Samsung has announced a number of major investments into its semiconductor division in the recent months and years, and has today unveiled the fruits of these cash injections in the form of its latest advanced foundry process technologies. Specifically, Samsung has announced its latest fourth generation 14nm (14LPU) and third generation 10nm (10LPU) processes that will be used for upcoming SoCs in the consumer electronics and automotive markets.
Compared with the company’s current 14nm process technology (14LPC), 14LPU promises to deliver additional performance while remaining in the same power budget. Samsung will be using its 14LPU technology for 14nm processors that require peak performance for longer periods of time.
“After we announced the industry’s first 10nm mass production in mid-October, we have now also expanded our lineup with new foundry offerings, 14LPU and 10LPU,” – Ben Suh, Senior Vice President of foundry marketing at Samsung Electronics.
Samsung’s 10LPU process is designed to shrink down the silicon area required for a chip, rather than boost performance. Compared to its 10LPE and 10LLP generations, 10LPU will be Samsung’s most cost effective technique for building high performance 10nm chips, as it retains the high performance characteristics of its forbearer. Samsung is rumored to be manufacturing the upcoming Qualcomm Snapdragon 830 on its current 10nm LPE process, and will likely use this technology for next year’s flagship Exynos mobile SoC as well, which may appear in the Galaxy S8.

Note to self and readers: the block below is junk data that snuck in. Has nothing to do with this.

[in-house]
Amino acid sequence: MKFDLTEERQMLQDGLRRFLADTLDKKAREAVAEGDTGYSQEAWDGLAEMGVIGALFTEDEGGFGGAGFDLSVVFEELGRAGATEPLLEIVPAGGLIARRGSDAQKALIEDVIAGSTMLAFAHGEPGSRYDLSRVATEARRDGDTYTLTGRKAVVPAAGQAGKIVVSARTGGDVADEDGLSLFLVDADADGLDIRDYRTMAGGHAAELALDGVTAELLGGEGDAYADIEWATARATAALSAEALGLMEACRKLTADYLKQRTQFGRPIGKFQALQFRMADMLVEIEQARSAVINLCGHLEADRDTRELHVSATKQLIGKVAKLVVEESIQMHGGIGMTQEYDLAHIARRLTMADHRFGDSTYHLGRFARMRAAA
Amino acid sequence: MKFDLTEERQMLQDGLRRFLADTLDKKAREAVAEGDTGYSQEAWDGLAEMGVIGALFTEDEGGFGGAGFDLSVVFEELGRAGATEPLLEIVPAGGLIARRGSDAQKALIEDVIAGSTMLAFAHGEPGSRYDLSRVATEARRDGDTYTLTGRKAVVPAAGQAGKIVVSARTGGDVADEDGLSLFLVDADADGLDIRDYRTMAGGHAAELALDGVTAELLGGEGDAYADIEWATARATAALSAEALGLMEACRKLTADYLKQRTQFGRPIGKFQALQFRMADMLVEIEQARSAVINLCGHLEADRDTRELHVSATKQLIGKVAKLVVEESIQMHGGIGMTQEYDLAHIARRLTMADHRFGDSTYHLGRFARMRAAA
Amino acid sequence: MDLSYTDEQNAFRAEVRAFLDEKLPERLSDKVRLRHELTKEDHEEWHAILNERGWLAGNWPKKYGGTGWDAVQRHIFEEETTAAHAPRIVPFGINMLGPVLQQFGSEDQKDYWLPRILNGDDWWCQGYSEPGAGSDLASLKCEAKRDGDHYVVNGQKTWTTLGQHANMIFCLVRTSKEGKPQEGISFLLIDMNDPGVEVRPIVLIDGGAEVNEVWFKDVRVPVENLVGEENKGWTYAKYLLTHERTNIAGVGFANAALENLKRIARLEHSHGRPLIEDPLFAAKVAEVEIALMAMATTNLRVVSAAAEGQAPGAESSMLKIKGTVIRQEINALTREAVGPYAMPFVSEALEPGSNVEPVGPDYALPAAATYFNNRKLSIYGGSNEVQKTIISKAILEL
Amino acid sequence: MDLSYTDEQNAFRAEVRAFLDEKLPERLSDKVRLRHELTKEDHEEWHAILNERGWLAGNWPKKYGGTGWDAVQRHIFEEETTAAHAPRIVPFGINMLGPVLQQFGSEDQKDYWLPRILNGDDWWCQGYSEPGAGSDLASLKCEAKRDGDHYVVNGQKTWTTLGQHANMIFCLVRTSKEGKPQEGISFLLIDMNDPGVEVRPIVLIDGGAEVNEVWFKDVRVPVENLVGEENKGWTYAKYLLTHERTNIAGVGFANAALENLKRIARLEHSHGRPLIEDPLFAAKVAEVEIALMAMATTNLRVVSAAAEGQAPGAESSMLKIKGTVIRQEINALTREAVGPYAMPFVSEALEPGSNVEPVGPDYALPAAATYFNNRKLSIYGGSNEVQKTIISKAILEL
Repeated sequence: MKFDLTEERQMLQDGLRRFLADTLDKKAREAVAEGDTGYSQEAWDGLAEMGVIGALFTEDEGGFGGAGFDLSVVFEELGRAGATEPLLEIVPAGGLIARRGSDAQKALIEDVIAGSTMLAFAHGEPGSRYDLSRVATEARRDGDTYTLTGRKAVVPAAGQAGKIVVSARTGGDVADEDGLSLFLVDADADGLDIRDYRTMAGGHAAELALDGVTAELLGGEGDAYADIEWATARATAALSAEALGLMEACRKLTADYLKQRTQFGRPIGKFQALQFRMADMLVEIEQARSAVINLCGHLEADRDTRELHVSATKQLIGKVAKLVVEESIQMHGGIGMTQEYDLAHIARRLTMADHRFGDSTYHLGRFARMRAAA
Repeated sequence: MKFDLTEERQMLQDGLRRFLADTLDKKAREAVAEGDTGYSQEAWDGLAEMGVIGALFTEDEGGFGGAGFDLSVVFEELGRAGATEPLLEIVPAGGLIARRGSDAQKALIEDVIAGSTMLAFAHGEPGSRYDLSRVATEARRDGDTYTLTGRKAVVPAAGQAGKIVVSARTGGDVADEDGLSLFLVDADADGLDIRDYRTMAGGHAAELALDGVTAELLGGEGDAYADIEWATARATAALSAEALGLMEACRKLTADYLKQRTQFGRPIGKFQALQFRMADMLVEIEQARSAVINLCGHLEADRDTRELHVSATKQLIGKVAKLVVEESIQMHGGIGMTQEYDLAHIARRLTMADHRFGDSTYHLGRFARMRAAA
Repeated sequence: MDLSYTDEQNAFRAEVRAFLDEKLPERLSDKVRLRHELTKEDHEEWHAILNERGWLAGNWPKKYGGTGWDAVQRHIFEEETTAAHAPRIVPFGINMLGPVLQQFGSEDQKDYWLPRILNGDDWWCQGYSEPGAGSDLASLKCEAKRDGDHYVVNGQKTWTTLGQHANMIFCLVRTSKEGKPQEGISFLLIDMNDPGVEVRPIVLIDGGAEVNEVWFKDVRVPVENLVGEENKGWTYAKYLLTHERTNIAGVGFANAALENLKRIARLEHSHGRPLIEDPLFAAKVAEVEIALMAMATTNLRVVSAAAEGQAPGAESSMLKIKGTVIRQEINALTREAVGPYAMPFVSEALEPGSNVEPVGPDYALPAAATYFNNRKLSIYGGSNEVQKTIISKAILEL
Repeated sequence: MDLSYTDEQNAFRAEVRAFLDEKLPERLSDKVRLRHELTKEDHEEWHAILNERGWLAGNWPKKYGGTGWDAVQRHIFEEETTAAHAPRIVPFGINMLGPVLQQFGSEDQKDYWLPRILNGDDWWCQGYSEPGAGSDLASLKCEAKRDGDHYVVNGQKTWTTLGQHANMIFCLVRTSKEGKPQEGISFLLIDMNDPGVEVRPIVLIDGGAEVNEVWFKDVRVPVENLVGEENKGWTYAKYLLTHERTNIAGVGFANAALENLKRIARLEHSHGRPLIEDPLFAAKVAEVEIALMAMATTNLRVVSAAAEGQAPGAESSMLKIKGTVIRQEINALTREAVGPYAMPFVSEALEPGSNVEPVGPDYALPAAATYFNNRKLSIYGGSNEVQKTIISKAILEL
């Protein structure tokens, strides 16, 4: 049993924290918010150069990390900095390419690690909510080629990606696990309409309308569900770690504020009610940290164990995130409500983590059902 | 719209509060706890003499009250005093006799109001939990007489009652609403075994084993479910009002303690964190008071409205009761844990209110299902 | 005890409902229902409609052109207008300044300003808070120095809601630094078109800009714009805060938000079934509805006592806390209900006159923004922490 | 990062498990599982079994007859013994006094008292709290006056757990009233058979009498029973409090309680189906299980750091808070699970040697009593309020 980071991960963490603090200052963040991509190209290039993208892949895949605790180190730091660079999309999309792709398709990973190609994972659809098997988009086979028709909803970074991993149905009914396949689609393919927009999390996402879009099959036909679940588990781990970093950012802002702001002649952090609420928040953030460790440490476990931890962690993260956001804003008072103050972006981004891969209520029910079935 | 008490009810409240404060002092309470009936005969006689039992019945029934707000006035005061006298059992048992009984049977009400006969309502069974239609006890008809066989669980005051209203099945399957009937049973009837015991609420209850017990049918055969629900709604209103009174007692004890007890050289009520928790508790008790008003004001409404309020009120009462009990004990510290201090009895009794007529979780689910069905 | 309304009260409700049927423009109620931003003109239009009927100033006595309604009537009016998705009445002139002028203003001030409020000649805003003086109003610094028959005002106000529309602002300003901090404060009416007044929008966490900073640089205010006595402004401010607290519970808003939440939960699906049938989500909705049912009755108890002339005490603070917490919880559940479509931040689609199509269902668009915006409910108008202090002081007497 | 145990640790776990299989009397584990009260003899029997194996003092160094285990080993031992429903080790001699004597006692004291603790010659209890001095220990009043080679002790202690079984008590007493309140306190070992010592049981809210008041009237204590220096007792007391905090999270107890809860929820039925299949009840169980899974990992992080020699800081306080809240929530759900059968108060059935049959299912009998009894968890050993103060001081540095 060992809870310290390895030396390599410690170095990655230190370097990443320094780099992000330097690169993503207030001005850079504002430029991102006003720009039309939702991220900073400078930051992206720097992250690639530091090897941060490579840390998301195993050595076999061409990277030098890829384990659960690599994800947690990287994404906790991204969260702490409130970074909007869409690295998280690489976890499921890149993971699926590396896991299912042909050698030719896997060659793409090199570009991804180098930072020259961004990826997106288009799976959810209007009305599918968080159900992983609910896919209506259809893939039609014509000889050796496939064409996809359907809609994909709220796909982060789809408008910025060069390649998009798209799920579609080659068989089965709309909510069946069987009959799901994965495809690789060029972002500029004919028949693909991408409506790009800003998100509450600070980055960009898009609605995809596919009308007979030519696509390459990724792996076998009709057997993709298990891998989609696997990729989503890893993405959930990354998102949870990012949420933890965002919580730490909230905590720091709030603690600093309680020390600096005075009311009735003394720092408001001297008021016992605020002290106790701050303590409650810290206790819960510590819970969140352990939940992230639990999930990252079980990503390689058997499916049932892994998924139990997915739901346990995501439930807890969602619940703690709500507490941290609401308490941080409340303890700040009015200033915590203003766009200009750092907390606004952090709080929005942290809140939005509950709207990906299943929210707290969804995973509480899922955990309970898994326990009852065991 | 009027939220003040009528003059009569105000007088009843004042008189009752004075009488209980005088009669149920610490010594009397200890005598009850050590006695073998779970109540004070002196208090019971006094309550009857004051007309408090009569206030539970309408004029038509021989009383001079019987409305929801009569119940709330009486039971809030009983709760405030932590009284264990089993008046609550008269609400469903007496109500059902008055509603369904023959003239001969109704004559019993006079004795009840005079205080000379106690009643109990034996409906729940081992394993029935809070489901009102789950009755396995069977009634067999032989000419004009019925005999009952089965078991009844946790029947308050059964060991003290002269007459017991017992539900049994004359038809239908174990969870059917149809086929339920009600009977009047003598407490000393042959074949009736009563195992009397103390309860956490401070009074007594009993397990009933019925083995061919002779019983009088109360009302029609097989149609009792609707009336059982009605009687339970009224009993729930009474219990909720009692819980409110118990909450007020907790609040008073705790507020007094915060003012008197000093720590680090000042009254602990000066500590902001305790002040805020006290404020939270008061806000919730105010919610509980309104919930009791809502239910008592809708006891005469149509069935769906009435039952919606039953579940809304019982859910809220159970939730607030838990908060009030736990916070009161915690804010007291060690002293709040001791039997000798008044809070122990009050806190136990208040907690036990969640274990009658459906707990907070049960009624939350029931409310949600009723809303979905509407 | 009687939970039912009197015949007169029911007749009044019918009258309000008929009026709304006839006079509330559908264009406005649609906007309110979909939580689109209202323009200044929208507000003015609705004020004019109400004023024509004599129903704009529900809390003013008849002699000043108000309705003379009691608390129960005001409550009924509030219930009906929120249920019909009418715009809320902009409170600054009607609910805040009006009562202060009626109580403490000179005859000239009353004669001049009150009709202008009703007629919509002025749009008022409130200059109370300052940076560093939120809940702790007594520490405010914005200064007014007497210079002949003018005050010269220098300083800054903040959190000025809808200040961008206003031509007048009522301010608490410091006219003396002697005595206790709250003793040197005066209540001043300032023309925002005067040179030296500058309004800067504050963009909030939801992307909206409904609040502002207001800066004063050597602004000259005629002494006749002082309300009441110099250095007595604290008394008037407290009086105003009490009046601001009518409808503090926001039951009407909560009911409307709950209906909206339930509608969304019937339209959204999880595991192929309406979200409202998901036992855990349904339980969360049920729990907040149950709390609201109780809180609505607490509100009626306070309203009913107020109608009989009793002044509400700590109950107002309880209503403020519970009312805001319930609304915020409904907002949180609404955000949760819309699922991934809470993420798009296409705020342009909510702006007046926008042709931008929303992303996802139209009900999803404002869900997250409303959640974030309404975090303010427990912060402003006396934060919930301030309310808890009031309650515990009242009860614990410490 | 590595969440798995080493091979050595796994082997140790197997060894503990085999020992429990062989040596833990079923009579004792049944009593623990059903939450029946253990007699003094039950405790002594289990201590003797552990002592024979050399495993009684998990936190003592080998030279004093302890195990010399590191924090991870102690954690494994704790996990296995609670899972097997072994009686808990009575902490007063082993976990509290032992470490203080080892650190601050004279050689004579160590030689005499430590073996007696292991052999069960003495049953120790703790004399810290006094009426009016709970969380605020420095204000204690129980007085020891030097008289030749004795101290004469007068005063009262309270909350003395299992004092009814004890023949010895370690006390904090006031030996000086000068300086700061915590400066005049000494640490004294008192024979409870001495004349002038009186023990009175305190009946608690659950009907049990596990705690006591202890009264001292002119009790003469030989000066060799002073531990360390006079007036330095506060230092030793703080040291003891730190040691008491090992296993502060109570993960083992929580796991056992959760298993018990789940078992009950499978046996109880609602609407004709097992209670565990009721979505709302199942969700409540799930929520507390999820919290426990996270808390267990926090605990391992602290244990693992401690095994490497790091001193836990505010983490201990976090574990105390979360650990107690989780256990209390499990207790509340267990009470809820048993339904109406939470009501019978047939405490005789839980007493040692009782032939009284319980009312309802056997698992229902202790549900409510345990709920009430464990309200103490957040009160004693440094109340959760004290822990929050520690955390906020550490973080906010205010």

At Samsung’s Device Solutions America headquarters, the company also showcased its next generation 7nm EUV (extreme ultraviolet lithography) wafer. Samsung’s adoption of EUV earlier in the year allows for accurate patterning on a chip surface with just a single pattern, but is expected to be more expensive than multi-pattern ArF-i technology. Samsung will likely employ both techniques at 7nm, depending on the demands of the chip to be manufactured.
Samsung says that process design kits for its latest 10 and 14nm technologies will be available in the second quarter of 2017. So we can probably expect to see some of these new chips roll off the production line around the turn of 2018.